In May 1986, appellee and her alleged fellow gang members were indicted on various charges of racketeering and conspiracy. See United States v. Levasseur, 846 F.2d at 791. The defendants, Curzi included, filed pretrial motions to suppress the evidence seized from 4248 W. 22d St. The district court ruled that Curzi had standing to object to the search and seizure, D.Ct.Op. at 999; that "the order to evacuate the house ... constitu[ted] a search," id. at 999; that the order was not buttressed by exigent circumstances, ergo, illegal, id. at 999-1000; and that, absent the tainted fruits of the invalid exit order, the warrantless protective sweep was also unlawful. Id. at 1000-02 & nn. 5-6. The court held the later, warrant-backed search to be illegitimate as well: "The problem with this latter search is that the government's affidavit, shorn of the unlawfully obtained information, fails to establish a sufficient nexus between the items to be seized and the place to be searched." Id. at 1001. Accordingly, the district court allowed the motion to suppress evidence seized at 4248 W. 22d St. as to appellee. Id. at 1008.
It is against this backdrop that we canvass the record and the applicable law in order appropriately to address the questions posed. Notwithstanding that we differ from the district court in our approach to the problem, we affirm the order excluding the evidence. On this appeal, all roads lead to Rome.
II. THE OFFICERS' CONDUCT
We review what we believe to be the controlling Supreme Court precedent, and then proceed to evaluate the officers' conduct in that light.
Any reasoned analysis of the issues presented on appeal must begin with the Supreme Court's opinion in Steagald v. United States, 451 U.S. 204, 101 S.Ct. 1642, 68 L.Ed.2d 38 (1981). There, federal agents, following a tip from a confidential informant, used a telephone number to locate an address where a fugitive (Lyons) was reported to be staying. Two days later, with an arrest warrant for Lyons in hand (but no search warrant), the agents went to the locus. They encountered Steagald and another man in front of the building, frisked them, and determined that neither man was Lyons. The agents thereupon entered the building (Steagald's home) and searched it without consent. The fugitive was not found, but drugs were spotted. Steagald was charged in connection with possession of the contraband. Id. at 206-07, 101 S.Ct. at 1644-45. The Court held that the search violated defendant's fourth amendment rights. Id. at 216, 101 S.Ct. at 1650. The evidence was, therefore, suppressed.
In Steagald, the Court ruled that obtaining an arrest warrant for A was not sufficient to authorize B's home to be entered and searched in the course of effecting A's apprehension. In other words, the arrest warrant was inadequate protection for the privacy rights of a resident not named therein. 451 U.S. at 213, 101 S.Ct. at 1648. The Court deemed the intervention of a neutral judicial officer absolutely necessary to guard against "a significant potential for abuse." Id. at 215, 101 S.Ct. at 1649. Absent such a requirement, "[a]rmed solely with an arrest warrant for a single person, the police could search all the homes of that individual's friends and acquaintances." Id. Thus, apart from consent or exigent circumstances, Steagald requires a search warrant before one's home can be searched for a third person who is the subject of an arrest warrant. Id. at 213-14, 101 S.Ct. at 1648.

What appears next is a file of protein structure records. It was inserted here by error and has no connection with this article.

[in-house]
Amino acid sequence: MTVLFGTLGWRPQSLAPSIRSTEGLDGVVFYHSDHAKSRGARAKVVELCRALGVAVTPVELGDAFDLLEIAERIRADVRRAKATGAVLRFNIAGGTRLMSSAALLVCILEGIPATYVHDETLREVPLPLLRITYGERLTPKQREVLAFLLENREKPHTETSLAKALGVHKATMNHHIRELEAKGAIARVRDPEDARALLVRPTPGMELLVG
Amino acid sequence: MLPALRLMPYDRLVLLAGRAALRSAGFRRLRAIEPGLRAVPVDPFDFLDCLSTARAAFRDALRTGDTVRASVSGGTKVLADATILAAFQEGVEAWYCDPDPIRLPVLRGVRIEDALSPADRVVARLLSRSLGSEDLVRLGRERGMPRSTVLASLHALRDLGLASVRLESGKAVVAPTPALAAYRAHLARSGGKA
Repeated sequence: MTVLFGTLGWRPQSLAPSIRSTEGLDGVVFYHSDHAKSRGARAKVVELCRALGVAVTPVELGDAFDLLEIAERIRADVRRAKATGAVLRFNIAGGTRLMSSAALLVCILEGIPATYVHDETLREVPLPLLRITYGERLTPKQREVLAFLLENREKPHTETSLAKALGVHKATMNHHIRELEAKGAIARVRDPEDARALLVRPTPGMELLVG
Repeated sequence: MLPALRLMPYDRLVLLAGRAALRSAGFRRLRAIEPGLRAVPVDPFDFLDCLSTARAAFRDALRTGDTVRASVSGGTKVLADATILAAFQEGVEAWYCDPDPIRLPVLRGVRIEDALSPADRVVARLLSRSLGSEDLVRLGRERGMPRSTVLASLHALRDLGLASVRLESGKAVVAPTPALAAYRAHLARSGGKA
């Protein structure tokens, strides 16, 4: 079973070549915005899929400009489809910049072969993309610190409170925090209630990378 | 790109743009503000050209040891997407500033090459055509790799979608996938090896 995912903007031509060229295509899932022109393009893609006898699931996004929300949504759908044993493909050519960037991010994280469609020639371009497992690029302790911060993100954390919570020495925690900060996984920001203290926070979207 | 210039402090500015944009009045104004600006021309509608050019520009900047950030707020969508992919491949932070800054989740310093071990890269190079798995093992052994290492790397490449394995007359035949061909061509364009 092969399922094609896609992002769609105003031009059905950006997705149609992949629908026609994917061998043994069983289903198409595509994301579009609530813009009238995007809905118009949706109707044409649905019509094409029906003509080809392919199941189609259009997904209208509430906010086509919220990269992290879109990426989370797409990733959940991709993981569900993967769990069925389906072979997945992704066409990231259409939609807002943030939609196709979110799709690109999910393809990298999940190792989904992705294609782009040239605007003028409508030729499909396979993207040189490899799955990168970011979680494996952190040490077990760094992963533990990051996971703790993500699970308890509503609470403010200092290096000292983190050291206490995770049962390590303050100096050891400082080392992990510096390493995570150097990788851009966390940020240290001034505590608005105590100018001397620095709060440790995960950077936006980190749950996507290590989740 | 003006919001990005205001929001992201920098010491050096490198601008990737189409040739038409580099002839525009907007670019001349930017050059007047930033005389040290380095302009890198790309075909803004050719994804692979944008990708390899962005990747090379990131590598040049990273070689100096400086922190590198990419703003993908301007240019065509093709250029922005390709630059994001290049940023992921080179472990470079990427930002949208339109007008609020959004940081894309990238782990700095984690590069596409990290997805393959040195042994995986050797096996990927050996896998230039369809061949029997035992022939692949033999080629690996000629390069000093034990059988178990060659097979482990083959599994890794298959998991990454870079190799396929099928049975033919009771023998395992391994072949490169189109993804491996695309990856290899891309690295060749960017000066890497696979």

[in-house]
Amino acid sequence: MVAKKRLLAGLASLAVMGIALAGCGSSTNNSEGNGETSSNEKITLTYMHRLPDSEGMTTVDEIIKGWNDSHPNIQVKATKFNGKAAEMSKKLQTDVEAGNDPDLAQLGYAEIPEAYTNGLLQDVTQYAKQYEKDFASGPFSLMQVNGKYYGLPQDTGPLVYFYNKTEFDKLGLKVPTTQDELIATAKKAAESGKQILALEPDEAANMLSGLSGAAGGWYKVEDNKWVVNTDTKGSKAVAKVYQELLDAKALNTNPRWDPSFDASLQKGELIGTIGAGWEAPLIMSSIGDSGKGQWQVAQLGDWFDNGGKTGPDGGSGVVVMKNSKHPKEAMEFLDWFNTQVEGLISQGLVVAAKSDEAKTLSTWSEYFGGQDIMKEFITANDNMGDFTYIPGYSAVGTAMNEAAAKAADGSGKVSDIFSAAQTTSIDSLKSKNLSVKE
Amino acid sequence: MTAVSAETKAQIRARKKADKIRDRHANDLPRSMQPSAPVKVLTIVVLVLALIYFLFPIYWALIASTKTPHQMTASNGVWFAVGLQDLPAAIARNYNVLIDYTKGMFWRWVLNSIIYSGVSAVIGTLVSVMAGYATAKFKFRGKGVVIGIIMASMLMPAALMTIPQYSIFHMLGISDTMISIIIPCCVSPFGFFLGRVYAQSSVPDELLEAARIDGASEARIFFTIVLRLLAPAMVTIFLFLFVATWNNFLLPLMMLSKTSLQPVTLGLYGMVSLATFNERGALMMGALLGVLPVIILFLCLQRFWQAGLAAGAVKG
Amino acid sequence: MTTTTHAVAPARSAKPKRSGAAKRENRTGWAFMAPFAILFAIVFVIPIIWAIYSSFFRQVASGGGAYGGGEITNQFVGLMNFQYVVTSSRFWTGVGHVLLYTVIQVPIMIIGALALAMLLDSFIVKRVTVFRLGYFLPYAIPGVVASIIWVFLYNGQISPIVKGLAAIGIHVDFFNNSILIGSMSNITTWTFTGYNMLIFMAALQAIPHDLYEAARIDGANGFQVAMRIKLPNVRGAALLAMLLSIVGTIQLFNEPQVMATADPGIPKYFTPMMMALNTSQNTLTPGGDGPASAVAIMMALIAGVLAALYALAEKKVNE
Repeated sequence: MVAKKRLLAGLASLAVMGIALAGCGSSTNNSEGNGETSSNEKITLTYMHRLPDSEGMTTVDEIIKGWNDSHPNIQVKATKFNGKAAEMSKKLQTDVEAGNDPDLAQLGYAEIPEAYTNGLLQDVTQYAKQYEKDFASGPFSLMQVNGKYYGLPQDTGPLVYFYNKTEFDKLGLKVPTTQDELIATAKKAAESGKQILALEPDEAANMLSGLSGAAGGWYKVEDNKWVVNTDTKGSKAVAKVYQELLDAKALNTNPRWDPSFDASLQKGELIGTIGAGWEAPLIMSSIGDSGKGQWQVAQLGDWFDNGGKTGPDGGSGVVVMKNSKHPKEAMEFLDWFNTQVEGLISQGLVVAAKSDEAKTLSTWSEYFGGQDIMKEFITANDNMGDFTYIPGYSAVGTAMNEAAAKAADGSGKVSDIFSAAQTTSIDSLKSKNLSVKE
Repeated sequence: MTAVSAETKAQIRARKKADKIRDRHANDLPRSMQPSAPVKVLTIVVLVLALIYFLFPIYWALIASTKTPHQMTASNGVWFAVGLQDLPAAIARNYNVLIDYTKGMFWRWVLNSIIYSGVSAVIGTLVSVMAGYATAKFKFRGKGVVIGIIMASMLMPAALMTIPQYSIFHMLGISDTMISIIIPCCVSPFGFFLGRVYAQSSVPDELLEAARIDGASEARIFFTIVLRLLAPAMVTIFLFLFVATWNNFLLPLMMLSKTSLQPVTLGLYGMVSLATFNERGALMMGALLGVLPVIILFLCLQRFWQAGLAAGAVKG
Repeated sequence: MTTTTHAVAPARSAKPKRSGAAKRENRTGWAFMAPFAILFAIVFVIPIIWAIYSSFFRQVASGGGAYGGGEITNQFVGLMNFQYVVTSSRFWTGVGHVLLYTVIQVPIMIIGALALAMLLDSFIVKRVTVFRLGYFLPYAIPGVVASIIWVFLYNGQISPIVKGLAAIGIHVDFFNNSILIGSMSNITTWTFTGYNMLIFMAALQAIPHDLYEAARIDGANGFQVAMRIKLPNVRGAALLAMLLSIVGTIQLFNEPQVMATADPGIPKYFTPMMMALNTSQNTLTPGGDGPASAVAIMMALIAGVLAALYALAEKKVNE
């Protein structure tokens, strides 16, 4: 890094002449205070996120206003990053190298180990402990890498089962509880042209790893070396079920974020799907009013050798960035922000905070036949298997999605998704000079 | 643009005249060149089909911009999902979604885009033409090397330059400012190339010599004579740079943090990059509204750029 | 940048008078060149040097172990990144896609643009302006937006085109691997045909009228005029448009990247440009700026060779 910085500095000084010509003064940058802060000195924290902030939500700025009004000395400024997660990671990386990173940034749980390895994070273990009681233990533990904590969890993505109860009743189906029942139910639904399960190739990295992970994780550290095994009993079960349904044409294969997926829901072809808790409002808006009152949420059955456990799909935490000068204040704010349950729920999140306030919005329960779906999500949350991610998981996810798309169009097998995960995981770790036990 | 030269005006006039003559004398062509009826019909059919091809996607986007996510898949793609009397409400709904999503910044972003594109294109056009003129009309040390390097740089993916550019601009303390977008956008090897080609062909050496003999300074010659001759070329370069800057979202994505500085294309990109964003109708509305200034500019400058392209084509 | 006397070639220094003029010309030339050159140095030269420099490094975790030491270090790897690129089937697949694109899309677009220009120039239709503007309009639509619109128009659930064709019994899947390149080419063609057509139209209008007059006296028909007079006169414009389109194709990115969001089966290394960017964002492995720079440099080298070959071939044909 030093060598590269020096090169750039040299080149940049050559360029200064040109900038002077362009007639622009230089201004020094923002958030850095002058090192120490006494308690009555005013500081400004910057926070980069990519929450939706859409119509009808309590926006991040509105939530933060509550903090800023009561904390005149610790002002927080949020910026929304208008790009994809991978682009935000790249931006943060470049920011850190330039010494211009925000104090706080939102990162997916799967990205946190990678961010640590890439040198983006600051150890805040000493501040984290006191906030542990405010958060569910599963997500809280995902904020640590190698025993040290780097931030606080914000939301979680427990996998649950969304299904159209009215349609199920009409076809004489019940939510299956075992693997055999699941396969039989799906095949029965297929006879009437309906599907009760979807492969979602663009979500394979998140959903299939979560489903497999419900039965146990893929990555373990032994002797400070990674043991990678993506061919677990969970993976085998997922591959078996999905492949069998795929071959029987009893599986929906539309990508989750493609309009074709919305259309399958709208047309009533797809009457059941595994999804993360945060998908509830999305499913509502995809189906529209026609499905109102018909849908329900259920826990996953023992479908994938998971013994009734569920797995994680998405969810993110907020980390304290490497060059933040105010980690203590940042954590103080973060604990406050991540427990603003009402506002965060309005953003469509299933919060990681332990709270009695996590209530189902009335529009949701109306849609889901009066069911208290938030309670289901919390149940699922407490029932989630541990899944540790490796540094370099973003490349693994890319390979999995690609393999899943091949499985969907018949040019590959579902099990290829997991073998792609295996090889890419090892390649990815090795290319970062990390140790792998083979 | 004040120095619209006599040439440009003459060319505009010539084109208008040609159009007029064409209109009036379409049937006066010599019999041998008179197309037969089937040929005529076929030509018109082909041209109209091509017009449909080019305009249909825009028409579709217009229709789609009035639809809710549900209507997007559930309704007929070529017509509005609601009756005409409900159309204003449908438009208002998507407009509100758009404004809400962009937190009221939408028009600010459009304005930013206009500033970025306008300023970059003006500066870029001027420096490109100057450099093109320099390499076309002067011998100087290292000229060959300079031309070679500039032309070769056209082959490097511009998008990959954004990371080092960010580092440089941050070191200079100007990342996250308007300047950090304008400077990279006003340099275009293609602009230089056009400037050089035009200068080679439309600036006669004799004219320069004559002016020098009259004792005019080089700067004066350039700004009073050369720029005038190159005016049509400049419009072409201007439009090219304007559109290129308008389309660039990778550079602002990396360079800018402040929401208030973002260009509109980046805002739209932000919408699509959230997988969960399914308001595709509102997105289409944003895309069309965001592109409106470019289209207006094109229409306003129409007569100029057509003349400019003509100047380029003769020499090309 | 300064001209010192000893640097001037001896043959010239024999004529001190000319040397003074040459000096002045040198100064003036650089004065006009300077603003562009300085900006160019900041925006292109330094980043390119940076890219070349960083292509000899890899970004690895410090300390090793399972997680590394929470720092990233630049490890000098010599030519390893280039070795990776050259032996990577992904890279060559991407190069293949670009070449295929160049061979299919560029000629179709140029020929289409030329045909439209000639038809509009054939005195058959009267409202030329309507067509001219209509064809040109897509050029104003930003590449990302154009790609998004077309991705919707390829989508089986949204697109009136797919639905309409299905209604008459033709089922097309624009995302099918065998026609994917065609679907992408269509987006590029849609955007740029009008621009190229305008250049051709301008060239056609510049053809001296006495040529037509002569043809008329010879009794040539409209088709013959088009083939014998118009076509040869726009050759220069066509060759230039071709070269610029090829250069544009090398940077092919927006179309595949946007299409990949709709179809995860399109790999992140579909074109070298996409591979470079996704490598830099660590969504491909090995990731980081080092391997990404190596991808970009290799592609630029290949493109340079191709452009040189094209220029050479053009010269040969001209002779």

Steagald, we believe, controls. To be sure, the cases are not on all fours. Here, unlike in Steagald, the agents gave an order to exit before entering the home; and, in contrast to a full-blown search, they performed only a protective sweep. 2 Yet the overpowering similarity between the cases stems from the fact that the only warrant which the agents possessed was for a third person's arrest. 3 It is no answer to say that the agents had probable cause to believe Williams was inside the dwelling; Steagald requires not only probable cause that the subject of the arrest warrant is within the place to be invaded, but also that a neutral judicial officer make this determination and issue a search warrant. No such protocol was followed here.
Before us, the government employs a divide-and-conquer strategy. It splits the
conduct of the officers into two segments. The first part of the proposition focuses only on the order to evacuate the premises; that order, appellant says, was neither a search nor a seizure, and thus required no warrant. The second part of the proposition is then brought to bear: once three members of the terrorist band had emerged, the known presence of demonstrably dangerous suspects rendered it reasonable to conduct a protective sweep of the premises, especially because a supportable inference that Laaman and Curzi were in residence arose at that time. To a point, the district court played the government's game; it accepted the segmentation, but proceeded to rule that each component was illegal. See, e.g., D.Ct.Op. at 1000 (order to exit "effectively and practically constituted a search ... and ... was unlawful"); id. at 1001 (protective sweep unlawful).
This approach, we think, ignores the stark reality...